Making compelling presentations helps organizations succeed. You can learn some core skills to close big accounts, attract new investors, or gain support for key initiatives.
Many presentations read like lengthy novels. In business, however, audiences don’t want a book. They want the bottom line. This requires a different approach.
After more than 35 years of making hundreds of presentations that closed sales to Fortune 100 companies, raised millions of dollars in financing, and stimulated changes in national policies, I have distilled some key elements. Try these steps on your next presentation, whether it is for a monster deal or an internal project.
1. Do your homework on the audience.
Have a clear sense of who the audience is, how many will attend, what their key interests are, and how other presenters have been successful. What criteria does the prospect have for new vendors? What rate of return does a financing source have for new investments? Who’s likely to support you? Who isn’t?
Are you dealing with decision-makers or people who will influence the decision? Sometimes the most important thing for a successful presentation is getting the right audience. Find out who will make decisions and how they will decide. Ask the appropriate people to attend.
2. Identify your audience’s point of view and where you want them to be when you complete your presentation.
Note what obstacles lie between you and the result you want to reach. What are the likely objections? How much of a shift in perspective do you need to create?
Who can help you overcome concerns? You don’t need to make the whole case yourself. Often, it’s better to get third parties to make key points for you. Use testimonials, independent market experts, or others to support your presentation.
3. Start with your conclusion.
Unless you are trying to persuade a hostile audience that needs more warming up, give your conclusion and key supporting points right up front. This attracts audience interest and provides an outline of your presentation.
For example, a client’s management team had a critical presentation to a major account. After traveling many hours to visit the prospect, the team learned that it might have less than 30 minutes with the key decision-maker. The team presented its conclusion and key points so compellingly at the start of the presentation that the decision-maker extended the discussion to three hours and requested his staff to develop a deal.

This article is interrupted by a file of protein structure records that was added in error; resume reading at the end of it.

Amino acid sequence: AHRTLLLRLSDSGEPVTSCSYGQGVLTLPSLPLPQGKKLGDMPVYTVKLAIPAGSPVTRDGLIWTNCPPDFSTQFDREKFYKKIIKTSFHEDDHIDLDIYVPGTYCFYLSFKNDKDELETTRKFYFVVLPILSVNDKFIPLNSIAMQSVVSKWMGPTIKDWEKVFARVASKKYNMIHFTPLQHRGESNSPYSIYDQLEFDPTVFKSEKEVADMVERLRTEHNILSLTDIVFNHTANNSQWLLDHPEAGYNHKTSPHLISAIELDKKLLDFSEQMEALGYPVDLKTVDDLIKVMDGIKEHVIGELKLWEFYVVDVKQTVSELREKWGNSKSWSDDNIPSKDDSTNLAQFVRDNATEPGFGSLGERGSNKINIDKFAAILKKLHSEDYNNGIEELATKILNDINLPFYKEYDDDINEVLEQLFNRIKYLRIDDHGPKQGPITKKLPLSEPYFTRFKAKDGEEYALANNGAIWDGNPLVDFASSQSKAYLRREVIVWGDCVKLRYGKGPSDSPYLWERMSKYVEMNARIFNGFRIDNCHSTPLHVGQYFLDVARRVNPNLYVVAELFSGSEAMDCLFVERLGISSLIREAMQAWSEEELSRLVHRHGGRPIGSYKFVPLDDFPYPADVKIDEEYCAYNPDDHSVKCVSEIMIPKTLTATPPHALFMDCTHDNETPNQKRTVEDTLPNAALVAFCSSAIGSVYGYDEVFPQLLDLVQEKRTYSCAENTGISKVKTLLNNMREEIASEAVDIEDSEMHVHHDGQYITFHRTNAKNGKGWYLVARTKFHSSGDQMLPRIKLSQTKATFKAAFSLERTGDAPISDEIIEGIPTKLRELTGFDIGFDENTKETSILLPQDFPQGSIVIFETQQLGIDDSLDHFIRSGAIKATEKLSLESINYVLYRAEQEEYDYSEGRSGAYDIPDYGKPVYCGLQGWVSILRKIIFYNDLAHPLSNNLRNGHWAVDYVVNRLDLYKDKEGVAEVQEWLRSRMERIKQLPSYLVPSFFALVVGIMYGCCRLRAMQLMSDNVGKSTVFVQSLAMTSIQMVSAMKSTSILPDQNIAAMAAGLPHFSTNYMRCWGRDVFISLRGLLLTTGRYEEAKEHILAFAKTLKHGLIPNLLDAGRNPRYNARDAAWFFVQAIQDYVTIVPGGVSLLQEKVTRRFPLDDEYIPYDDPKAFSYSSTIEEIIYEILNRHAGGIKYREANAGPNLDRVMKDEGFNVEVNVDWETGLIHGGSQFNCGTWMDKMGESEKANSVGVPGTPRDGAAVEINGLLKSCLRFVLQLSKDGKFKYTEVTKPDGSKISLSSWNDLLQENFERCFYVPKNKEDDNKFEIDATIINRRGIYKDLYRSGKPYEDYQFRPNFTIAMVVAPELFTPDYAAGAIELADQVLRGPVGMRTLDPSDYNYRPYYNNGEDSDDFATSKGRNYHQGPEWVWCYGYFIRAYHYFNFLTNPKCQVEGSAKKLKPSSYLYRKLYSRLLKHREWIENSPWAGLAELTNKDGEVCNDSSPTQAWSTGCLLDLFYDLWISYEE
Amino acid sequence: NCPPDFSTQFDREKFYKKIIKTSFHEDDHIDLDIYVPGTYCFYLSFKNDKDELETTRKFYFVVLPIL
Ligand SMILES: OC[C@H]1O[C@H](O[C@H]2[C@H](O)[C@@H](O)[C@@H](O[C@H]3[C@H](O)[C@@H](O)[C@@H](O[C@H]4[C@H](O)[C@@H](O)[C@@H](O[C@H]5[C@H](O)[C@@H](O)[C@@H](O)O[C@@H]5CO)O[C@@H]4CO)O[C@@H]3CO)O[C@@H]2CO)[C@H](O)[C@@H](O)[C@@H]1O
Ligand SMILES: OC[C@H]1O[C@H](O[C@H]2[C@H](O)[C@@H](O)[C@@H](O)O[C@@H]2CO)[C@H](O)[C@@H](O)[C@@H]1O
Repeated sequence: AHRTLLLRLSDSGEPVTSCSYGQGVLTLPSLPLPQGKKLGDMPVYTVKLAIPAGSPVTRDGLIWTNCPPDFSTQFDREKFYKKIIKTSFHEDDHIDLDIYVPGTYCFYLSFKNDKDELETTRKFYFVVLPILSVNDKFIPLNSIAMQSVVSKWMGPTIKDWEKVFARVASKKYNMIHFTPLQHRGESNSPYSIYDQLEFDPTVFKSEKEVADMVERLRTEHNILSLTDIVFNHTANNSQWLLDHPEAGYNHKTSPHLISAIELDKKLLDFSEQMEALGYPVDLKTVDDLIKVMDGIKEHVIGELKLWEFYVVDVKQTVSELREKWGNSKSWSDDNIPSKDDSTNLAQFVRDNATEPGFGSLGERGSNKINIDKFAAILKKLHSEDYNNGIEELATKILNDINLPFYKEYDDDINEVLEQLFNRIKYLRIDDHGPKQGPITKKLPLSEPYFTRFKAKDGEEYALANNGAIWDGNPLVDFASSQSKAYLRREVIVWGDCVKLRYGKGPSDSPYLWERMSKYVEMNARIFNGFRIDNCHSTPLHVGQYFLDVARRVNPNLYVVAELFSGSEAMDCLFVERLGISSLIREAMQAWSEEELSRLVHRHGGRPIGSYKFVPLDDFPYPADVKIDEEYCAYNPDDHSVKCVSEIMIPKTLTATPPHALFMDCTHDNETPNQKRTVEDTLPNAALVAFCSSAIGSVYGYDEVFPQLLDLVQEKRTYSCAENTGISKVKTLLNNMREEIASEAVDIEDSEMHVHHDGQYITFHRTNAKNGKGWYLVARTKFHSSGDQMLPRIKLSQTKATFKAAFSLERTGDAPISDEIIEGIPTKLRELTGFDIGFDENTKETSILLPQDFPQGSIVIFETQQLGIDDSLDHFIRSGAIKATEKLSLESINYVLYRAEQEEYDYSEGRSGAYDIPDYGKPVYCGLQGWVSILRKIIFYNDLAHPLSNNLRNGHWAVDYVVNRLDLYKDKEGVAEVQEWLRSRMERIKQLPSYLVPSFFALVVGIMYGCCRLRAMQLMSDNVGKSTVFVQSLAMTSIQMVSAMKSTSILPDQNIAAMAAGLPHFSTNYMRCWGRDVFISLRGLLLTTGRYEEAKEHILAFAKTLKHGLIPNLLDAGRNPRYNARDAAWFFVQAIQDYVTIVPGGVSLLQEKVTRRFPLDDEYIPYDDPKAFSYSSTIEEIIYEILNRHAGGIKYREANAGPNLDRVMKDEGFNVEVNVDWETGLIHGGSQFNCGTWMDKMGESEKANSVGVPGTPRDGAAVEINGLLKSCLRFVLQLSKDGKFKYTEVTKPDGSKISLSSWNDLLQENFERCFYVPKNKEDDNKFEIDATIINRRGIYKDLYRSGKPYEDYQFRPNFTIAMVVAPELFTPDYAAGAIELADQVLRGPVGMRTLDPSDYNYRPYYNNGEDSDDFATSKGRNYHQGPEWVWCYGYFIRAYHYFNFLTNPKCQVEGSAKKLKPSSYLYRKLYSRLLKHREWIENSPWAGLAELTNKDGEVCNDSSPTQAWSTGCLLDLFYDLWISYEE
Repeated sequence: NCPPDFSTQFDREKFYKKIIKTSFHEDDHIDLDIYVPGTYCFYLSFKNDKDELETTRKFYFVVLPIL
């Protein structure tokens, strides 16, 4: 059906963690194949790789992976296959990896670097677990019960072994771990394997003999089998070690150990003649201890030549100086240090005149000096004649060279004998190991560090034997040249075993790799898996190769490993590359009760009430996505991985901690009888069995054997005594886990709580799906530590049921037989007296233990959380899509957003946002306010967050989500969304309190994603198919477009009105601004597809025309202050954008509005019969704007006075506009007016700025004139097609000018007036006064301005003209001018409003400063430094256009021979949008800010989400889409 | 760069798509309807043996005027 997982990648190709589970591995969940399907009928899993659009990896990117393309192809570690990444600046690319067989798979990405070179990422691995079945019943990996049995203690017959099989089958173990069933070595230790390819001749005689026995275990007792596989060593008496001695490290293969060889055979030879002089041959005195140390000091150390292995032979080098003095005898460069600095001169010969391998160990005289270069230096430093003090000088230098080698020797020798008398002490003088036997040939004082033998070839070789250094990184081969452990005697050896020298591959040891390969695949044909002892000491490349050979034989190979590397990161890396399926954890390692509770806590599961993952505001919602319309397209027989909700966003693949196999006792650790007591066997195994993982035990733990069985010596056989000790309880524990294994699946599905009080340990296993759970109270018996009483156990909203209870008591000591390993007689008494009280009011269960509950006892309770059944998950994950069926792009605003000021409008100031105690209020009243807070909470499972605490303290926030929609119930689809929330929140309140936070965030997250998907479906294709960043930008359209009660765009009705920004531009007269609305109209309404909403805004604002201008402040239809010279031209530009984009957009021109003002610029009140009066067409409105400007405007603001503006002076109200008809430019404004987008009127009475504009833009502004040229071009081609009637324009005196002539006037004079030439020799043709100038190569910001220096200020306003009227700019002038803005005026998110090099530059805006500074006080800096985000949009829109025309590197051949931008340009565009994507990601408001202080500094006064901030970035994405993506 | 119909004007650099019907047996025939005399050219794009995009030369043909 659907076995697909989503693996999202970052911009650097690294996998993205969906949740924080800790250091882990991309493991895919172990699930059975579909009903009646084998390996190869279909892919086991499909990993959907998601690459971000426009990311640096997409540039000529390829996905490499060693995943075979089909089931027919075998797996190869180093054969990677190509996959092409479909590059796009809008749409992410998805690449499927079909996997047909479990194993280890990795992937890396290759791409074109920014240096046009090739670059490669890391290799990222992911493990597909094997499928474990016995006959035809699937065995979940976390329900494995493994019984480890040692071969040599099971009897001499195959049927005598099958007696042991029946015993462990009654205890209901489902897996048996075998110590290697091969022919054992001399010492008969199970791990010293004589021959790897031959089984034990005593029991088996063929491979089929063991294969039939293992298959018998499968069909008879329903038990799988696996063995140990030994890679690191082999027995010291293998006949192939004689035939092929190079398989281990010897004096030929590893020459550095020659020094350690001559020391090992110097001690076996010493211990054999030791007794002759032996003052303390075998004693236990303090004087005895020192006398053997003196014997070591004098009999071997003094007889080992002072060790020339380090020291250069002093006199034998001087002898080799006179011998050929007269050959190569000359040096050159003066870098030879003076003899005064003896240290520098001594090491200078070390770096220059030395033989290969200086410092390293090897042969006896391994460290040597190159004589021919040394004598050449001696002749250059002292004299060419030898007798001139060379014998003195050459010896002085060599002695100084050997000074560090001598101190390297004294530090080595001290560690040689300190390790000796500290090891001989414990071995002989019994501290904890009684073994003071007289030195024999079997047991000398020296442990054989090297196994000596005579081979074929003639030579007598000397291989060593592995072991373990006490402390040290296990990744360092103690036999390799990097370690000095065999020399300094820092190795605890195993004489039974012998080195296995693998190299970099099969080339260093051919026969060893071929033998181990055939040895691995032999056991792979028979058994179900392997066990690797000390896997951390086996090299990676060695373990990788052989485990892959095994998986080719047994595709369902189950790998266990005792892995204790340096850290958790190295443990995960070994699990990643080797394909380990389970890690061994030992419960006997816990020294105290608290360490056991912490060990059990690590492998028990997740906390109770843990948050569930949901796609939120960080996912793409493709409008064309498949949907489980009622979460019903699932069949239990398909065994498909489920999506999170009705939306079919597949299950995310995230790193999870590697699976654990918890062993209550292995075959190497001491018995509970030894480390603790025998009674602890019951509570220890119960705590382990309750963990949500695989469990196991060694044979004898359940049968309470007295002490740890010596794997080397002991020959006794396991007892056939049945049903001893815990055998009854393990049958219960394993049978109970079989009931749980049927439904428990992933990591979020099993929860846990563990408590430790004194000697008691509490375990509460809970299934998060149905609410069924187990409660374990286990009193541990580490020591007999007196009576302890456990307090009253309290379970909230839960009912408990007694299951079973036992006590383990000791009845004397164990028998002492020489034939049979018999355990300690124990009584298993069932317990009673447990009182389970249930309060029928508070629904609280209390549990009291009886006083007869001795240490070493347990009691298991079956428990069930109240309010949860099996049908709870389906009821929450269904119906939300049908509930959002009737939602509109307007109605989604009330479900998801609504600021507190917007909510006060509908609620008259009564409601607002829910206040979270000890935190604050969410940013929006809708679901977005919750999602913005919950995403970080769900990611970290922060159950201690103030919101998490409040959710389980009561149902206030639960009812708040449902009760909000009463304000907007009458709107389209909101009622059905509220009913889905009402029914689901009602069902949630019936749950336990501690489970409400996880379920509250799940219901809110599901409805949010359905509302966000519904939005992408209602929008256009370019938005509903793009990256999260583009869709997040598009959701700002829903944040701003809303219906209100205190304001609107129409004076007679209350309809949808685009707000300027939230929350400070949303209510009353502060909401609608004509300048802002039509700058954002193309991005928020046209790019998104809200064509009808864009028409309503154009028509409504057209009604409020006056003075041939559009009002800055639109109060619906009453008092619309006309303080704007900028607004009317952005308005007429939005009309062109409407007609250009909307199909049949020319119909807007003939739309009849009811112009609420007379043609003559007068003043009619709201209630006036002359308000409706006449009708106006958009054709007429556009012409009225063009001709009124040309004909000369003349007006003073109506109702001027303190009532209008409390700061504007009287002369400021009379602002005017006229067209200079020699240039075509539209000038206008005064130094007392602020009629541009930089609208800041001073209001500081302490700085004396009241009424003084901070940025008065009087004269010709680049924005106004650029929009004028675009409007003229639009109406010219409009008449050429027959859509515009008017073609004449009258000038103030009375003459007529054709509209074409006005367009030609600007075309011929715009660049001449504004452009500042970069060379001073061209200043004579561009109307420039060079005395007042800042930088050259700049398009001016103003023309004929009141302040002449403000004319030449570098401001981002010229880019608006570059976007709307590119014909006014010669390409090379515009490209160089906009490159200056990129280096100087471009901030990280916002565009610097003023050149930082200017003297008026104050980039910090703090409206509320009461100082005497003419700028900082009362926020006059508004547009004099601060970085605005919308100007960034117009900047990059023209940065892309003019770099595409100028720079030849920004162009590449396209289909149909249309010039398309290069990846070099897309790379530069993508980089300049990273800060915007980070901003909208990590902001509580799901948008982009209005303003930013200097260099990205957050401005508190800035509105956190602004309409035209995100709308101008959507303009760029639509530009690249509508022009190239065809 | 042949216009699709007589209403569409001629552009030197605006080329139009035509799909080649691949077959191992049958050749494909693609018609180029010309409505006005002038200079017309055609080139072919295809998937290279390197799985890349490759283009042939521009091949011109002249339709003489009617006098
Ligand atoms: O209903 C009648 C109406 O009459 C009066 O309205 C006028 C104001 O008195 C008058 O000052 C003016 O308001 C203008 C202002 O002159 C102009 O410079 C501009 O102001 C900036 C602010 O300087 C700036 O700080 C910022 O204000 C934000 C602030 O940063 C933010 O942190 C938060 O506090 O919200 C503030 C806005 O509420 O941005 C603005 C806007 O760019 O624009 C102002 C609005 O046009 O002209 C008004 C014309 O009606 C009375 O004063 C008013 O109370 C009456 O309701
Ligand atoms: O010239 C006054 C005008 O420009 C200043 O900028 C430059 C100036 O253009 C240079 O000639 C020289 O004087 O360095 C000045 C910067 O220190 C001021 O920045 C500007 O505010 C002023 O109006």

4. Chart out your key points, then fill in the details.
View your conclusion as a hypothesis and see what you need to prove it. This approach is far faster than developing lots of material and then figuring out to say.
I learned this approach in leading projects for McKinsey & Company, an international management-consulting firm. With time and money at a premium, I accelerated the process of developing key conclusions for demanding clients. I wrote the conclusion (or hypothesis) at the top of a blank sheet and then underneath I arrayed the points that would be necessary to support it. I quickly found out what information I needed to develop. If the details didn’t support the conclusion, I revised the conclusion.
5. Use a sounding board to help develop and express your story.
Find a knowledgeable businessperson to whom you can tell your story. Ask them to help you draw out the significance of what you offer and how it can be valuable to others.
6. Practice before you perfect it.
Most presenters wait until they have the presentation completed before they practice it before a live audience. Unfortunately, many people get crunched on time and don’t take time to practice the presentation, much less to modify it.
I ask my clients to try out their story line with a friendly audience before they polish it. You’ll quickly learn whether you’re on the right track. Practice internally, not on the people you want to persuade.
7. Connect first, present second.
Take time before you start the presentation to make eye contact and deliver your key conclusion and supporting points. Don’t turn down the lights for your projector or flood the audience with handouts before you begin. You need to establish a personal connection first.
8. Convey passion.
Your presentation pages, overhead transparencies, or slides are like boats on a river. The energy and passion with which you deliver them is the river’s current. Without passion, the presentation won’t go anywhere. Be credible and concrete and convey a sense of what’s possible. In starting new businesses and financing growing ones, I conveyed an engaging vision with conviction to attract support.
9. Outline the next steps for the audience to take.
Think through what actions you want people to take. Refer to these at the start of the presentation.
10. Request a response.
Your best chances for a favorable response will be at the end of your presentation, not days or weeks later. Strike while the iron is hot. Tailor your request to the presentation. “May I take your order now?” “Would you be willing to invest $___ in our business?” Direct, concise questions prompt fence sitters into action or elicit a response to help you determine what stands in the way of further action.
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